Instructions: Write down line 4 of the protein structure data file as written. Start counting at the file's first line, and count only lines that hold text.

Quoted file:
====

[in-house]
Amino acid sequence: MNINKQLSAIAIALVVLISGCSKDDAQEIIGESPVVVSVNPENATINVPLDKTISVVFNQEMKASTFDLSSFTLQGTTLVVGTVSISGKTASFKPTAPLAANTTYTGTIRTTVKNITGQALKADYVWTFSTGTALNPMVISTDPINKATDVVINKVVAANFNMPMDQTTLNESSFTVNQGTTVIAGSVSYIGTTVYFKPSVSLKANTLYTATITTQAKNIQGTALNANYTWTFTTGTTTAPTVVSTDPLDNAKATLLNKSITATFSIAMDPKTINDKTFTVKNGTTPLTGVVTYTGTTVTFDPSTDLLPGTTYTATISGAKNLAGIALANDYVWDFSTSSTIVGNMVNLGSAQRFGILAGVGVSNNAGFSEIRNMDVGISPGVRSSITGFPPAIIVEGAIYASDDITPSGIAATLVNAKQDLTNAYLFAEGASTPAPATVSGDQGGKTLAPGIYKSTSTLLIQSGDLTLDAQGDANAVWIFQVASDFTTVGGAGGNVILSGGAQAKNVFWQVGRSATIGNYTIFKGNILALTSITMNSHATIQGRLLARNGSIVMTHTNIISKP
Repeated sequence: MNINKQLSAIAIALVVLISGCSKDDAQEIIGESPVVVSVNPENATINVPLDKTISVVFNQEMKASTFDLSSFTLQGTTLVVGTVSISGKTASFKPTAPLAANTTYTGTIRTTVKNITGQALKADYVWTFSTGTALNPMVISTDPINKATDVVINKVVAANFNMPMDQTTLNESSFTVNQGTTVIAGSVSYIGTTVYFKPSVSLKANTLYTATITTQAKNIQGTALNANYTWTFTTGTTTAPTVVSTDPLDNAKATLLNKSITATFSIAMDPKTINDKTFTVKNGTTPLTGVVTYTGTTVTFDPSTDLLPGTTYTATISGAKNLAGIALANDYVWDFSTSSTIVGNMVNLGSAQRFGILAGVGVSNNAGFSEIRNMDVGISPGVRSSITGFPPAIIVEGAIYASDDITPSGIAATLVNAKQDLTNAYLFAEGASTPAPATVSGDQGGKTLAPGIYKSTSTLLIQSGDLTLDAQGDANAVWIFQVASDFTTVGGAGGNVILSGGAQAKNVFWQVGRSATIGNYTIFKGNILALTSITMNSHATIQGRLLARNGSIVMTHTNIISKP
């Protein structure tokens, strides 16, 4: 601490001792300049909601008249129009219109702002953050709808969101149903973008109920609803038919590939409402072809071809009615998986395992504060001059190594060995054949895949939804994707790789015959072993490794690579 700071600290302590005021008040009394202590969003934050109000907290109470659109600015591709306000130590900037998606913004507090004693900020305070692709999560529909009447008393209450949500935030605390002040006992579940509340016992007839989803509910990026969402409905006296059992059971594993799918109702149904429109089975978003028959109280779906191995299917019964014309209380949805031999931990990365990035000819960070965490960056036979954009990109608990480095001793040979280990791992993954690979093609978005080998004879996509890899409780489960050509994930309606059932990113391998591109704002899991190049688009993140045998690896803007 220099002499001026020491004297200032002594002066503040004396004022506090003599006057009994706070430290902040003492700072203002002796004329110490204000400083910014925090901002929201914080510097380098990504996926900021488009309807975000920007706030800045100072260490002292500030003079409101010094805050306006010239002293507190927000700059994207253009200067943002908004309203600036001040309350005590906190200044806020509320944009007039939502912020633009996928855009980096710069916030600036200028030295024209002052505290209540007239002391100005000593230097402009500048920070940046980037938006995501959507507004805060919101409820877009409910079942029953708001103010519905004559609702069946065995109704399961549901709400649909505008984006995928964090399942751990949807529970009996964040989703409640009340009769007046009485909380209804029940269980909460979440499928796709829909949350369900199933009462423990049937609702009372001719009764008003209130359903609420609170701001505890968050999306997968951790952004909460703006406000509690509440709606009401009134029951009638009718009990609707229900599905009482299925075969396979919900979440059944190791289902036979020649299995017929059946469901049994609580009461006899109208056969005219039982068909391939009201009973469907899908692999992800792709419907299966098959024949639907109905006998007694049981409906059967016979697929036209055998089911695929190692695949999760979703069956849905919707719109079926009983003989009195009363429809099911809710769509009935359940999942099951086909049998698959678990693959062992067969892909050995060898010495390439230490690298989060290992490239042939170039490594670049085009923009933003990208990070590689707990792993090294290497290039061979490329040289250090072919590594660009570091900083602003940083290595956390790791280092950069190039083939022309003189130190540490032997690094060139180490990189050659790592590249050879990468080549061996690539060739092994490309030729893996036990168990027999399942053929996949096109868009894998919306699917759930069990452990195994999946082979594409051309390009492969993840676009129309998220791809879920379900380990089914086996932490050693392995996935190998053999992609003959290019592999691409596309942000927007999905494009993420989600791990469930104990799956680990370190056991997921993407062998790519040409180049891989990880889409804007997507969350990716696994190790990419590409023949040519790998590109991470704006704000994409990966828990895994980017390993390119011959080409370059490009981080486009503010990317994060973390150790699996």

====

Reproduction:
């Protein structure tokens, strides 16, 4: 601490001792300049909601008249129009219109702002953050709808969101149903973008109920609803038919590939409402072809071809009615998986395992504060001059190594060995054949895949939804994707790789015959072993490794690579 700071600290302590005021008040009394202590969003934050109000907290109470659109600015591709306000130590900037998606913004507090004693900020305070692709999560529909009447008393209450949500935030605390002040006992579940509340016992007839989803509910990026969402409905006296059992059971594993799918109702149904429109089975978003028959109280779906191995299917019964014309209380949805031999931990990365990035000819960070965490960056036979954009990109608990480095001793040979280990791992993954690979093609978005080998004879996509890899409780489960050509994930309606059932990113391998591109704002899991190049688009993140045998690896803007 220099002499001026020491004297200032002594002066503040004396004022506090003599006057009994706070430290902040003492700072203002002796004329110490204000400083910014925090901002929201914080510097380098990504996926900021488009309807975000920007706030800045100072260490002292500030003079409101010094805050306006010239002293507190927000700059994207253009200067943002908004309203600036001040309350005590906190200044806020509320944009007039939502912020633009996928855009980096710069916030600036200028030295024209002052505290209540007239002391100005000593230097402009500048920070940046980037938006995501959507507004805060919101409820877009409910079942029953708001103010519905004559609702069946065995109704399961549901709400649909505008984006995928964090399942751990949807529970009996964040989703409640009340009769007046009485909380209804029940269980909460979440499928796709829909949350369900199933009462423990049937609702009372001719009764008003209130359903609420609170701001505890968050999306997968951790952004909460703006406000509690509440709606009401009134029951009638009718009990609707229900599905009482299925075969396979919900979440059944190791289902036979020649299995017929059946469901049994609580009461006899109208056969005219039982068909391939009201009973469907899908692999992800792709419907299966098959024949639907109905006998007694049981409906059967016979697929036209055998089911695929190692695949999760979703069956849905919707719109079926009983003989009195009363429809099911809710769509009935359940999942099951086909049998698959678990693959062992067969892909050995060898010495390439230490690298989060290992490239042939170039490594670049085009923009933003990208990070590689707990792993090294290497290039061979490329040289250090072919590594660009570091900083602003940083290595956390790791280092950069190039083939022309003189130190540490032997690094060139180490990189050659790592590249050879990468080549061996690539060739092994490309030729893996036990168990027999399942053929996949096109868009894998919306699917759930069990452990195994999946082979594409051309390009492969993840676009129309998220791809879920379900380990089914086996932490050693392995996935190998053999992609003959290019592999691409596309942000927007999905494009993420989600791990469930104990799956680990370190056991997921993407062998790519040409180049891989990880889409804007997507969350990716696994190790990419590409023949040519790998590109991470704006704000994409990966828990895994980017390993390119011959080409370059490009981080486009503010990317994060973390150790699996």